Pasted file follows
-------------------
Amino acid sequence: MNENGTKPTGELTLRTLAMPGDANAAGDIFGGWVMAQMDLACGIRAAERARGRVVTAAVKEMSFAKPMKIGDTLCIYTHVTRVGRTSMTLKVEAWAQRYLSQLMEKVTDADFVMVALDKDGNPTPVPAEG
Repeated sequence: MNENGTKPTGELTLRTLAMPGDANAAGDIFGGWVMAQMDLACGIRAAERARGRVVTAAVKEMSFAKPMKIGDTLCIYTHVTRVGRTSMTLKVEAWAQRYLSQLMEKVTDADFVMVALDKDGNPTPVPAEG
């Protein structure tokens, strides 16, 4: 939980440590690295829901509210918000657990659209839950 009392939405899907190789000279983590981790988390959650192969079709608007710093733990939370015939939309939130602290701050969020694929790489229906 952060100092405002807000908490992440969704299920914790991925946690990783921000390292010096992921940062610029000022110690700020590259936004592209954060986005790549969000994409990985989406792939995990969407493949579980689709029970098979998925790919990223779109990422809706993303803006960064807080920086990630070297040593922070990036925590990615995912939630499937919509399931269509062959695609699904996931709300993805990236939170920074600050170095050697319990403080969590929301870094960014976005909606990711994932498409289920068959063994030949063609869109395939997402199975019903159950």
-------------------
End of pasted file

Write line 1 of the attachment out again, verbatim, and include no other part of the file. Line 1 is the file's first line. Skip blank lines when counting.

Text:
Amino acid sequence: MNENGTKPTGELTLRTLAMPGDANAAGDIFGGWVMAQMDLACGIRAAERARGRVVTAAVKEMSFAKPMKIGDTLCIYTHVTRVGRTSMTLKVEAWAQRYLSQLMEKVTDADFVMVALDKDGNPTPVPAEG